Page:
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New students talk life after O-Week in isolation


Illustrated by Katherine Chui

By Nithya Shenoy     9/19/21 10:33pm

Editor’s Note: Some students who tested positive for COVID-19 were given the option of remaining anonymous in the interest of protecting private medical information. Anonymous students were given false names, which have been marked with an asterisk on first reference.

Despite the high COVID-19 vaccination rate on campus, the pandemic has continued to disrupt life at Rice. Last month, new students matriculated anticipating a relatively normal year. Hopes were quickly dashed as on-campus COVID cases increased during Orientation Week, and some students had to isolate or quarantine. The Thresher spoke to three new students who spent part of O-Week in isolation.

Gabriela Quintero, a freshman at Baker College, said she was in isolation for four days. According to Quintero, she received a positive COVID test during O-Week and was moved to Lovett College to isolate. Quintero, however, was asymptomatic. She said that she requested to be moved when she was joined by a symptomatic student, and she was later relocated to McMurtry College.

Quintero said that although she felt advisors did their best, it was still disheartening to join orientation via Zoom.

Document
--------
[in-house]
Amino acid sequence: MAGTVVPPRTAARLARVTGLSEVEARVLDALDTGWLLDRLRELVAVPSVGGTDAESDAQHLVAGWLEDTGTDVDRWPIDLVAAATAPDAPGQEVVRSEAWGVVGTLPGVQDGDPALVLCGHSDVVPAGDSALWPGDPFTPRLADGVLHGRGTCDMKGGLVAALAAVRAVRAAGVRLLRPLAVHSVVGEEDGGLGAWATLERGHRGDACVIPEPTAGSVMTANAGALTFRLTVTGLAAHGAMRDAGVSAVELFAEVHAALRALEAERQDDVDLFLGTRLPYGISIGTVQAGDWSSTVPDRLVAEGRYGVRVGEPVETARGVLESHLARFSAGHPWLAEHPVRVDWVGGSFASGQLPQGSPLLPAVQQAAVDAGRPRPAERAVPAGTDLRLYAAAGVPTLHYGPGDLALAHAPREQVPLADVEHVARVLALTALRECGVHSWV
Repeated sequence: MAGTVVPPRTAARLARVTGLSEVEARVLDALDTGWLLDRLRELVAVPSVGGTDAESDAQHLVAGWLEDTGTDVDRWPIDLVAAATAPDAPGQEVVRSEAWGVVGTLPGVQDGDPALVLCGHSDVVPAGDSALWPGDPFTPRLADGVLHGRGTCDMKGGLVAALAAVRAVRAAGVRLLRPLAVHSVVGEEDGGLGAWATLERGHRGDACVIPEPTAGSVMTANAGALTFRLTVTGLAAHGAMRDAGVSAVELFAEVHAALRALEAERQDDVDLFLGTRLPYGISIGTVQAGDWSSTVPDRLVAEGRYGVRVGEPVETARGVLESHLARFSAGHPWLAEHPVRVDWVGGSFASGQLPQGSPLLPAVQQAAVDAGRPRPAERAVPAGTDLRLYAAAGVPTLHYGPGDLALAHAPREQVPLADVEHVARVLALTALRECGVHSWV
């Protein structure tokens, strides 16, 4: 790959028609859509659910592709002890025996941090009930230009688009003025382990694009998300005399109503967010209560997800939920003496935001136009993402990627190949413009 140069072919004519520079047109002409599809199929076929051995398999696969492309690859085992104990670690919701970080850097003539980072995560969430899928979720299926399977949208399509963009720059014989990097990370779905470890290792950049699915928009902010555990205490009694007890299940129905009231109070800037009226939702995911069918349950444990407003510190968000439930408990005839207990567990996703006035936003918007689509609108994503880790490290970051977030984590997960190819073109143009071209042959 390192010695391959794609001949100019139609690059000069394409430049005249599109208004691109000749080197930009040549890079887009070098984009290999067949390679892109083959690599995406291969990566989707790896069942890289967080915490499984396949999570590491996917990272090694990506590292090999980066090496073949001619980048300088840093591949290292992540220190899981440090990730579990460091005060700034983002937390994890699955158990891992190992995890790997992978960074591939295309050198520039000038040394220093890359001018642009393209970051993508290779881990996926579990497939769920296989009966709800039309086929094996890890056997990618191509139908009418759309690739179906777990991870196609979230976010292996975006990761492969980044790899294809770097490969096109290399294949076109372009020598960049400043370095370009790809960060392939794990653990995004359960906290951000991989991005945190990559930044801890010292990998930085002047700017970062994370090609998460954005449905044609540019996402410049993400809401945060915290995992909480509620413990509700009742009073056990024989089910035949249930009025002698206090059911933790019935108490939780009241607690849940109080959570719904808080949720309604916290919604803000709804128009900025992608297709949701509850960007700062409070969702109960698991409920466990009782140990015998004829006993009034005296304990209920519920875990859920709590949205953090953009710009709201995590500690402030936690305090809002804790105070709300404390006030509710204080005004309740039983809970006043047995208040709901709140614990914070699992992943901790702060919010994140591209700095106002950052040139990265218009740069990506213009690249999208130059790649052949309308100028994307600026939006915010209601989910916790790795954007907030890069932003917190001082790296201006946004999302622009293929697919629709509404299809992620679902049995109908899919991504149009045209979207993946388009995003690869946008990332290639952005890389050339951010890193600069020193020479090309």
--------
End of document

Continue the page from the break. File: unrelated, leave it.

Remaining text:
“Doing O-Week online was a bit of a bummer,” Quintero said. “While they tried their best to make events interactive via Zoom, sometimes you could not get the same feeling as in-person [events].” 

Jonah Lubin, a freshman at Hanszen College, arrived on campus on Aug. 15. Three days later, Lubin received an email saying that his COVID-19 test result from the day before was positive. 

“Crisis Management reached out to me. They told me to stay put where I was. They moved my three roommates out to the Westin hotel, but they kept me in my dorm room,” Lubin said. 

Amidst all of this, O-Week was still taking place. Since Lubin’s residential college, Hanszen, recorded a high number of cases, O-Week activities were largely moved online. 

Lubin said he did not enjoy the online O-Week.

“It was less engaging,” Lubin said. “The night before I had a false positive, we had a dance party and we were doing all these fun events. The next day [Thursday] we just had academic meetings. It wasn’t as fun as the rest of O-Week was. The last couple of days would have been better for social interactions if it was in person.” 

Soon after Ron* arrived on campus, he was afflicted by severe allergies and a bad cough, so he scheduled an appointment with Student Health Services, he said. According to Ron, the doctor concluded his symptoms were the result of allergies and smoke inhalation in the days prior but told him to get tested for COVID as a precaution. Ron said he filled out a health reporting form.

“A team contacted me and set me up in Old Sid,” Ron said. “That was the beginning of the craziness.”

Ron said he felt his O-Week experience, which took place online for him but continued in person for the rest of his group, was not as engaging. Ron said he would often disengage from the activities and instead slept, ate or stared out the window. 

“I [couldn’t] really do anything,” Ron said. “I would scroll through social media and watch what everyone else was doing. All I wanted to do was get out of there. O-Week coordinators did their best. But there’s a giant disconnect between isolation and actually participating. My O-Week group offered to Zoom me into dinner and I thought that would be a mess — they wouldn’t be able to hear me.”